By In Stuff

How inside-the-park homers can save us all

As you probably know, we here at the JPT have little use for some of the ancient ways of baseball scorekeeping. We do not believe that pitchers single-handedly win games. We do not think a batting average that simply pretends walks do not happen is as rigorous as it might be. We do not consider a player who protects a three-run lead in the ninth to be a savior, do not agree with the masses that a batter who drives in a run has done significantly more good than the runner he drives in, do not think a stolen base should be taken away from the runner simply because the defense was indifferent.

But perhaps our biggest beef with the way baseball has been scored involves that concept known as “errors.”

Baseball is the only game in the world, I feel sure, where a scorekeeper determines the worthiness of a play before entering it into the record book. If a quarterback throws a bad pass that deflects off a defender’s chest and bounces into the receiver’s hand, it is considered a completed pass. Of course. By baseball scoring, it would be identified as a defensive error and marked in the quarterback’s record as an INCOMPLETE pass.

If a hockey player cracks a slapshot from the blue line, and the goalie sees it clearly and reaches up his glove hand, and the puck deflects off the top of the glove and tumbles into the net, it is considered a goal. Of course. By baseball scoring, it would be marked as a goalie error and recorded in the winger’s ledger as an empty shot on goal.

If a basketball player drives to the basket and scores because the whole defense he is facing falls asleep, nobody rotates, nobody even notices, and the coach is frantically calling timeout so he can go crazy on his guys, and Jeff Van Gundy is screaming “DOES ANYONE KNOW HOW TO PLAY DEFENSE?” it is still considered a basket. Of course. By baseball scoring, it would be marked a “Van Gundy,” and recorded as an unearned bucket and marked as a missed shot for the player.

This is the lunacy of baseball errors and how we score them … but, hey, we have been scoring baseball this way more or less since the dawn of time. A batter hits a ball and makes it to first base — it is often called “a single” in baseball terminology. But If someone in the booth high above the field determines that a defender SHOULD have made the play the batter is recorded as out for the back of his baseball card. A batter hits a ball and makes it to third — a triple, some might call it — but someone in the booth high above the field believes that the defense should have stopped him at second, he is considered for all time to have hit a double.

It’s dumb. But it’s ours. To go back and re-record baseball history — to rewrite all those hit records and eliminate earned runs and ERA from the books — would not make many people happy. This is baseball. We have errors in it. We accept this the way we accept so many of the absurdities of this big and wonderful game.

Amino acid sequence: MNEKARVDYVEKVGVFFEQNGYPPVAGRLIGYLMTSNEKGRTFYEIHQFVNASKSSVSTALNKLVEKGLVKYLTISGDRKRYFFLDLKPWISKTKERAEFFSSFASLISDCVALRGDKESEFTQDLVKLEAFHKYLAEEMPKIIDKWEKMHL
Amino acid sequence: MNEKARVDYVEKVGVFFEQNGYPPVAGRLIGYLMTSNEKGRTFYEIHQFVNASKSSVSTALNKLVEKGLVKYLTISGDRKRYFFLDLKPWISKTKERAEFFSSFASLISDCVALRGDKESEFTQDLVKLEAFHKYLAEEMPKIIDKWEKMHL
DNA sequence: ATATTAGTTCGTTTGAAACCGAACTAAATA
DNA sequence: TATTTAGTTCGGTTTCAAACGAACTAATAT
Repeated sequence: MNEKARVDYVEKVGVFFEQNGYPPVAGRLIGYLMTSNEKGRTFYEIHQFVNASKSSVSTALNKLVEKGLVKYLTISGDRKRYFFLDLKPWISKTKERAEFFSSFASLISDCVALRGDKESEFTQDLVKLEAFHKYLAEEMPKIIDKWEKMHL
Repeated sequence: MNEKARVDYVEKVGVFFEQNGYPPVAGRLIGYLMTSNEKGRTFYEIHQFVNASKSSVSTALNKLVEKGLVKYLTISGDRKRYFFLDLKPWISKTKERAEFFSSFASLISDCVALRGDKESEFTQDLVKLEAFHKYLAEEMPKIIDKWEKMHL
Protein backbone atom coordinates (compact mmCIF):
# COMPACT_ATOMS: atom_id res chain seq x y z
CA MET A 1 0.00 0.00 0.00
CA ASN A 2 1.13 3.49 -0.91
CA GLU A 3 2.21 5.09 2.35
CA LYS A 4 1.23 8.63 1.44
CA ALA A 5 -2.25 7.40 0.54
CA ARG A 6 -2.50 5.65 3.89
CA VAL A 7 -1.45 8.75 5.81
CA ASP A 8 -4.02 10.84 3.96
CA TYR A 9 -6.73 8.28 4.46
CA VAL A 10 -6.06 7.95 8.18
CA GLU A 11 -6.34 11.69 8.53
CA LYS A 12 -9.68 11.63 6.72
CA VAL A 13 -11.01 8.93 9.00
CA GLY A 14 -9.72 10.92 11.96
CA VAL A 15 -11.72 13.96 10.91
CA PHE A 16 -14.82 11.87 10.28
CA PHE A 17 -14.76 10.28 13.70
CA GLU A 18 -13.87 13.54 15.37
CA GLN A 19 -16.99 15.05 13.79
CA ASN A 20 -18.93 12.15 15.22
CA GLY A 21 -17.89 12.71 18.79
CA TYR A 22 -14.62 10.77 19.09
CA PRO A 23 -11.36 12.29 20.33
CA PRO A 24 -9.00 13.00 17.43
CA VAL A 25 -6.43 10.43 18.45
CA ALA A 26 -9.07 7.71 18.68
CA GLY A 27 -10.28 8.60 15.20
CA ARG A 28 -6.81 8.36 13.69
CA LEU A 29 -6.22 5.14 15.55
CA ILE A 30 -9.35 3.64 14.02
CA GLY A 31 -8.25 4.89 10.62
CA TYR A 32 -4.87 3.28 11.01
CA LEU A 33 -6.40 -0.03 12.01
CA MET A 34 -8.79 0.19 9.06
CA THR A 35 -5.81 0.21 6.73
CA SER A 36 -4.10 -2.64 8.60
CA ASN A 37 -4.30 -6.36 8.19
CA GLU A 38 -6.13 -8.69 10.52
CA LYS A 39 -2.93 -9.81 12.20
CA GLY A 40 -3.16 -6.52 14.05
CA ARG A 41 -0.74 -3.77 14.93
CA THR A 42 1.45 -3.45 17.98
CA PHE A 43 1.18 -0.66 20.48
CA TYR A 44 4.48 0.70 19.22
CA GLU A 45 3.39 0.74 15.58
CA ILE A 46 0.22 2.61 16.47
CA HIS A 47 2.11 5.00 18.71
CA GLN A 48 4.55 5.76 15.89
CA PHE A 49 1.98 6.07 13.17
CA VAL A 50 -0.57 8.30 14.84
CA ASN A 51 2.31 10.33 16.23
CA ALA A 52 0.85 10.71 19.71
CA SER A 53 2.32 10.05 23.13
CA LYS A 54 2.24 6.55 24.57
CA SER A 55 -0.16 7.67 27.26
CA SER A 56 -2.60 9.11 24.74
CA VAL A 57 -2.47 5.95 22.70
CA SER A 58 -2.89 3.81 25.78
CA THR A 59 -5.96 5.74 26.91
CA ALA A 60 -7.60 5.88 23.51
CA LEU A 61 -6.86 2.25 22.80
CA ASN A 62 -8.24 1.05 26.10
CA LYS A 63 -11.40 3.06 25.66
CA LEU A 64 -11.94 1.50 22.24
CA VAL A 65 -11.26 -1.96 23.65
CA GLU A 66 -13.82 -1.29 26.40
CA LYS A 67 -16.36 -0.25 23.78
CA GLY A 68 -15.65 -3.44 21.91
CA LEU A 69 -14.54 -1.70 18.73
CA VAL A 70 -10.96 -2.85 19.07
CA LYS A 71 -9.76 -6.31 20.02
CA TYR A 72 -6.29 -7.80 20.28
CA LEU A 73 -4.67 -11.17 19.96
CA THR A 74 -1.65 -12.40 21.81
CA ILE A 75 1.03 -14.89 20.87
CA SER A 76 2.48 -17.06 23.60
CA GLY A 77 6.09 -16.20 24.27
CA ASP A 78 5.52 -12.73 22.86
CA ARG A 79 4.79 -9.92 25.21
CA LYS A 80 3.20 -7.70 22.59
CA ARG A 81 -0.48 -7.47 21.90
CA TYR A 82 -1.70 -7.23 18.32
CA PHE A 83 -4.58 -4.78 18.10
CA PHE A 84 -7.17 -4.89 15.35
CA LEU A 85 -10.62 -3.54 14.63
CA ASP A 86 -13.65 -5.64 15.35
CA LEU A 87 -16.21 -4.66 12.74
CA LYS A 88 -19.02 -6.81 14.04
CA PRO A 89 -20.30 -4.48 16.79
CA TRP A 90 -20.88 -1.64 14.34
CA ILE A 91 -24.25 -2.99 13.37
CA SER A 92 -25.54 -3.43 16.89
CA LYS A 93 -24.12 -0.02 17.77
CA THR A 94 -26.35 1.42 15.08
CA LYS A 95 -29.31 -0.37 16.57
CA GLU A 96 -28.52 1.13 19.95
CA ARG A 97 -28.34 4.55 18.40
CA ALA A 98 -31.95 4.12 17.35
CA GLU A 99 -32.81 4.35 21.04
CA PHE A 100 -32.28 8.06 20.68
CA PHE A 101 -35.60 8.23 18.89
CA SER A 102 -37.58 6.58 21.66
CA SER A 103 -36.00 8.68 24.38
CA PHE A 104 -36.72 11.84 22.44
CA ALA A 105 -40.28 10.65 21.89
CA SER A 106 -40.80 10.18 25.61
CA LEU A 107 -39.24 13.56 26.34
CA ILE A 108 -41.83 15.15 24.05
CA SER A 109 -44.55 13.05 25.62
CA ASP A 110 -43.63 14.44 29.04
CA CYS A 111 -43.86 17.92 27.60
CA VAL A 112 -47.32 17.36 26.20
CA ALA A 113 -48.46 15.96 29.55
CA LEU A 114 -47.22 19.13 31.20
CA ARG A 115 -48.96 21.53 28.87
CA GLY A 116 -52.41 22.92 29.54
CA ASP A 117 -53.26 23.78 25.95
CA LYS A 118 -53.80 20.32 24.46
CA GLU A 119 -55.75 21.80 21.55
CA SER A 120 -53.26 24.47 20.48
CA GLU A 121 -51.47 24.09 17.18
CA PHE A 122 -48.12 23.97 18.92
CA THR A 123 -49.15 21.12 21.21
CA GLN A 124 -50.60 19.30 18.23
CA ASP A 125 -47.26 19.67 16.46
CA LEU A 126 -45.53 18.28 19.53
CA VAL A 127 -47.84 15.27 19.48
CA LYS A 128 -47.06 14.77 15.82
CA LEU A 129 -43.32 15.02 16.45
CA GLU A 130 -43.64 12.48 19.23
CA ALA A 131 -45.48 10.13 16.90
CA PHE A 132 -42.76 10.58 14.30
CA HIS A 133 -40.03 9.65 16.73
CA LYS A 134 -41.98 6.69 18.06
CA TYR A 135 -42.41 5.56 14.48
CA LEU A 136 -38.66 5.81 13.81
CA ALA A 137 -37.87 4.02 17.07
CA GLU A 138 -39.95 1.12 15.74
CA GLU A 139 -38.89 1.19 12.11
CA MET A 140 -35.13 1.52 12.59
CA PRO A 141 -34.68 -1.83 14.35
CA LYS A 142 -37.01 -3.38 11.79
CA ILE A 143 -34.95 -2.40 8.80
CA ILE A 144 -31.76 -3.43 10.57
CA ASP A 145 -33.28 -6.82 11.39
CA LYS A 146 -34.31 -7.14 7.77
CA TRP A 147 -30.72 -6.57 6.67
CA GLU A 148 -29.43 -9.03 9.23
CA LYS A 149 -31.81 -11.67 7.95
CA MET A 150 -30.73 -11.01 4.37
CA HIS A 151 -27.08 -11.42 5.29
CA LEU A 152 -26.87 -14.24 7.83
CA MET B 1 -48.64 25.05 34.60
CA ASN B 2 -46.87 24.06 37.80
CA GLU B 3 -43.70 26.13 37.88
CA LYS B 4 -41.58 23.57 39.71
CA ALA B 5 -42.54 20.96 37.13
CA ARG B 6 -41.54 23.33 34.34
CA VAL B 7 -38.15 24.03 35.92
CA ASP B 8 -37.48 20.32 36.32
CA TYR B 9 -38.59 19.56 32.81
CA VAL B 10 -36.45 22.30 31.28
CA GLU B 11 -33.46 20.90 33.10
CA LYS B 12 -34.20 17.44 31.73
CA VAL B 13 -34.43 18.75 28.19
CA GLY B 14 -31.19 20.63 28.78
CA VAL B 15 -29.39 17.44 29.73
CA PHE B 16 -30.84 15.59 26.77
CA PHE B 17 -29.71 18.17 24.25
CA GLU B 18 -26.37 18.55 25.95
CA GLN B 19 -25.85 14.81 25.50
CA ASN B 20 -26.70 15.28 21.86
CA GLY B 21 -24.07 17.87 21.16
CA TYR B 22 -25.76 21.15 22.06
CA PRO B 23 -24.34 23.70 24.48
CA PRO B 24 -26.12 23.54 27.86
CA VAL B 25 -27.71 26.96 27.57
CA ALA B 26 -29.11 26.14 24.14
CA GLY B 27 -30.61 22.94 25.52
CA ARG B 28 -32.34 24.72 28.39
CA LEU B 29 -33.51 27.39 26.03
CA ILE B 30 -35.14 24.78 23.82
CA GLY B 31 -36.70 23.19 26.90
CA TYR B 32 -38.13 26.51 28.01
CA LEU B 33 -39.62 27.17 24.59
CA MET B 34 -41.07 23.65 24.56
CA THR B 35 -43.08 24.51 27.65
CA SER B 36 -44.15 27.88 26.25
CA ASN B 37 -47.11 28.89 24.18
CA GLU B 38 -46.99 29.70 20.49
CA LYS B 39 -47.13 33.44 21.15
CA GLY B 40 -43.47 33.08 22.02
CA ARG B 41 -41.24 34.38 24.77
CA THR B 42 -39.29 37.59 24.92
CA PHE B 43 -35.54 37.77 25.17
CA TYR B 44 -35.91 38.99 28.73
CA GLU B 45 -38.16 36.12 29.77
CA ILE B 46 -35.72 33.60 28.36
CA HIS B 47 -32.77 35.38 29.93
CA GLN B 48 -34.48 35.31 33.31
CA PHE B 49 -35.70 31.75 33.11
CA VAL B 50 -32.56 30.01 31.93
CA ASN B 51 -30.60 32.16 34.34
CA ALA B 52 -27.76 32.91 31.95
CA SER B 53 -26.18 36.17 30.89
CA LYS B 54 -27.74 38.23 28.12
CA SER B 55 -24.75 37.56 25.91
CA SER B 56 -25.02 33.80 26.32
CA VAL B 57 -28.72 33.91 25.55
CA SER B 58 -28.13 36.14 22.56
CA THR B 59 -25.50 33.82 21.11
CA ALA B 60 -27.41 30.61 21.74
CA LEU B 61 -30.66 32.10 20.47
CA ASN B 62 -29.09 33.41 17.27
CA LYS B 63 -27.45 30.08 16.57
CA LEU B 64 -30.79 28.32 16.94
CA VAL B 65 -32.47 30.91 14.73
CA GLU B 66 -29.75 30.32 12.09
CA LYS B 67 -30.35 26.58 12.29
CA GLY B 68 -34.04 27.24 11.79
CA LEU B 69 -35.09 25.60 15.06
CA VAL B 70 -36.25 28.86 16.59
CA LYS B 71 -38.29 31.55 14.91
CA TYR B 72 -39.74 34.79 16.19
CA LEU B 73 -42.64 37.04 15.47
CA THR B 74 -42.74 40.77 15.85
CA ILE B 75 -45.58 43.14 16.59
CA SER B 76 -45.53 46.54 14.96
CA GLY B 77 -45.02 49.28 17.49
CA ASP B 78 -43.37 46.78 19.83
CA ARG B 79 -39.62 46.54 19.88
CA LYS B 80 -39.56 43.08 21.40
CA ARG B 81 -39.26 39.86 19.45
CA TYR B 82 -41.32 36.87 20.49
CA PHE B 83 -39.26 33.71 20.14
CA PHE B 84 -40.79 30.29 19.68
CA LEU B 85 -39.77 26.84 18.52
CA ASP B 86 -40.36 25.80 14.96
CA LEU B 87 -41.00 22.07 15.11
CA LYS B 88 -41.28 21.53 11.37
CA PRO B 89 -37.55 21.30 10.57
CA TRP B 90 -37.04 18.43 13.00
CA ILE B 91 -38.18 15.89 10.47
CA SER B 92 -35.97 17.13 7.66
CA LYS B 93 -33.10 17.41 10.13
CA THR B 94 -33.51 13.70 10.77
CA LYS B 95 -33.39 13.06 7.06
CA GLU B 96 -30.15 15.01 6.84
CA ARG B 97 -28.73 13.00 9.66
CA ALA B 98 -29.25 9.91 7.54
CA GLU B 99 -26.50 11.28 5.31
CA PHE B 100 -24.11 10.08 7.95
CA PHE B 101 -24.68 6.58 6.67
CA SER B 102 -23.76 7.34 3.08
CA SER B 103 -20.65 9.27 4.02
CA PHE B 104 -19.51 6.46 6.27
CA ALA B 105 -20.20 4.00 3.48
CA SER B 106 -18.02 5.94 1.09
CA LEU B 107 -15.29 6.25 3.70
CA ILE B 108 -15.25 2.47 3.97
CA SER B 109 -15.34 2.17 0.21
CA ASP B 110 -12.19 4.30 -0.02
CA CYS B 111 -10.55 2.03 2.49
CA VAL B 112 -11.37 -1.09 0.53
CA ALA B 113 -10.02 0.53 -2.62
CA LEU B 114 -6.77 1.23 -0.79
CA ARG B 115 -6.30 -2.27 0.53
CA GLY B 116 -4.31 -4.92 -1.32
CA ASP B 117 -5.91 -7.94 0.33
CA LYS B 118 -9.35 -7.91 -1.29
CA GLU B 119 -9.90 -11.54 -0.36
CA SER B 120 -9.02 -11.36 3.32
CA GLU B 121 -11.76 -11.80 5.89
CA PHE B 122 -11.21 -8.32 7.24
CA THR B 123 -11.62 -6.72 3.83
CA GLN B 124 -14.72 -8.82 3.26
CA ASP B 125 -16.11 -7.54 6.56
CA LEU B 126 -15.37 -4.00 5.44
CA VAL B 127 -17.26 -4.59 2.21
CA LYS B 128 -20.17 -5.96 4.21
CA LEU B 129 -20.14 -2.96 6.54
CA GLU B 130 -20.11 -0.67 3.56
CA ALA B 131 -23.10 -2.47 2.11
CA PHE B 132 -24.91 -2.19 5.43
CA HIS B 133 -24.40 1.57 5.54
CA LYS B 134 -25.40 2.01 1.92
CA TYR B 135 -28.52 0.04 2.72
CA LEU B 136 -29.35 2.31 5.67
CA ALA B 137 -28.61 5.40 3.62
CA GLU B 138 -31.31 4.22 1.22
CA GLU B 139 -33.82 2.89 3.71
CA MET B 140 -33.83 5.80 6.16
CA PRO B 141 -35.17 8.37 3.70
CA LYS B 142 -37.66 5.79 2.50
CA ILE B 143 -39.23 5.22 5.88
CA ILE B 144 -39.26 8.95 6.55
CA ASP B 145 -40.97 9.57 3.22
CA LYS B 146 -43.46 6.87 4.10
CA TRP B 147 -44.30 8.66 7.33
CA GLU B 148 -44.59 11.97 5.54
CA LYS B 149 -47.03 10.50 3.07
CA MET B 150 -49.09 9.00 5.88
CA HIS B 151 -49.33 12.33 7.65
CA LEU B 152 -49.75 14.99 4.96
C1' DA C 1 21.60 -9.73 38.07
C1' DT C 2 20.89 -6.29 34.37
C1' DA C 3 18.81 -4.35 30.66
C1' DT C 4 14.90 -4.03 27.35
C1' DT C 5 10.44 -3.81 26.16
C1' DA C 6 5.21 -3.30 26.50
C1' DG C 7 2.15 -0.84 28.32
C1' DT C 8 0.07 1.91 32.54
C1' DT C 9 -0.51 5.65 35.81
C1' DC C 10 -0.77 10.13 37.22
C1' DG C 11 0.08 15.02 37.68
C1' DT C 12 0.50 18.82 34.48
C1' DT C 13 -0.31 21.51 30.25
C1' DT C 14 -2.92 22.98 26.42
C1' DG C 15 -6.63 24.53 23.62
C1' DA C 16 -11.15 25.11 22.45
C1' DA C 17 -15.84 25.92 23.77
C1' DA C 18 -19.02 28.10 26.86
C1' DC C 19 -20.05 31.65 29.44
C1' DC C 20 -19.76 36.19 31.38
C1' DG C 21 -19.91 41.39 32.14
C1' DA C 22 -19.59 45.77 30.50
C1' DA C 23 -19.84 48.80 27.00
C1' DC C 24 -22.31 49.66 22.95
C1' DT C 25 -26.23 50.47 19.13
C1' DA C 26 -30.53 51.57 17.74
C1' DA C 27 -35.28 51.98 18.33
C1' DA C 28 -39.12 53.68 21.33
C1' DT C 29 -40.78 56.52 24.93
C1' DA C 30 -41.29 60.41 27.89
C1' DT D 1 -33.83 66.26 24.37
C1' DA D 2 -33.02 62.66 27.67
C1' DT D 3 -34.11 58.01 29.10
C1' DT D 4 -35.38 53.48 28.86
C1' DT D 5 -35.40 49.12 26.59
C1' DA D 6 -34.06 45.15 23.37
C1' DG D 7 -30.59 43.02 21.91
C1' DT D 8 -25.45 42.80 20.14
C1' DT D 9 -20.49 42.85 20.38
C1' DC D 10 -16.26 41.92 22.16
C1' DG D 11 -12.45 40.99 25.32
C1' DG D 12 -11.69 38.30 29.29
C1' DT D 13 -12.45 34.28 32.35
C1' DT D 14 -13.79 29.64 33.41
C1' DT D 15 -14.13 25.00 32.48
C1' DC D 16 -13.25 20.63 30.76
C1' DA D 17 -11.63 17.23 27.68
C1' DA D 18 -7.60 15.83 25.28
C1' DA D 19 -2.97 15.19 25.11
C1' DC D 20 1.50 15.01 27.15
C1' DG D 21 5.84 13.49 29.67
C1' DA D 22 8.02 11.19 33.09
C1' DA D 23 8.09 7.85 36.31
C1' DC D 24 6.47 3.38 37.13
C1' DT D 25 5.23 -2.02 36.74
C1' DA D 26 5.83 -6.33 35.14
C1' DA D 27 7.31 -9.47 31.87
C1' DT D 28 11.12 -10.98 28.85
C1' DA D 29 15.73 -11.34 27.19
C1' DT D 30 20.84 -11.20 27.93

Except, it seems, on inside-the-park home runs.

OK, let’s break down this inside-the-park home run from Denard Span Saturday night. First inning, Giants-Phillies, couldn’t be a more meaningless game (except NO Major League Baseball game is meaningless), Jerad Eichoff was pitching for the Phillies. Span led off the bottom of the first and on the first pitch, he hit a long fly ball to right field. Off the bat it looked like it would be an outside-the-park home run but instead, it hit the fence, maybe a foot from the top. It was a blast.

The ball then bounced off the fence, and Philly right fielder Cameron Perkins seemed in reasonable position to glove the rebound and hold Span to a double. But Perkins is 6-foot-5 and and a rookie and the ball dribbled beneath his glove and rolled away. Perkins chased after.

Cameron Perkins then kicked the ball.

I’ll repeat myself in case that was unclear: Cameron Parkins then kicked the ball — he kicked it with such force that the ball rocketed past Phillies center fielder Nick Williams, who had come over to help. Span kept running, of course, while Williams raced after the ball, retrieved it and threw it into the infield. By the time the ball had reached the infield, Span had scored.

It was ruled an inside-the-park home. By the rules and longstanding customs of baseball scorekeeping, that was ABSOLUTELY NOT a home run but it was because — my theory anyway — they’re ALWAYS ruled inside-the-park homers.

See, few things in sports are more fun than inside-the-park home runs. Official scorers don’t want to take them away. You can’t blame them. Who wants to be the one to call that super-fun Span play a double and a two-base error?

Earlier the year, Joey Gallo hit this “inside-the-park” homer.

via GIPHY

As I wrote at the time, on that play Blue Jays’ left fielder Steve Pearce:

  1. Misjudged how the ball was hit.
  2. Lost it — perhaps in the lights.
  3. Took a route so terrible that the ball ended up behind him.
  4. Mistimed his leap or whatever that was.
  5. Put his glove in the wrong place to actually catch the ball.
  6. Went crashing into the wall and fell down.

The Perkins kick is even more egregious — at least in the Pearce thing there is the long-held (and ridiculous) pretense that you don’t call errors on outfielders who don’t touch the ball. But there is no possible way, using the long-held logic by which baseball games have been scored, to call the Perkins play anything but an error. He KICKED THE BALL.

But they called it an inside-the-parker because they did.

And I couldn’t be happier about it. That’s really the point here. We can’t get rid of the error; that would be a hugely unpopular move for baseball fans. But we can slowly, methodically, systematically stop using them. Sure, people will scream, “Where have the standards gone?” and “They never call error anymore!” and “Joe DiMaggio never threw to a wrong base!” But over time, we can just starve the error until it is no longer any sort of factor in the game.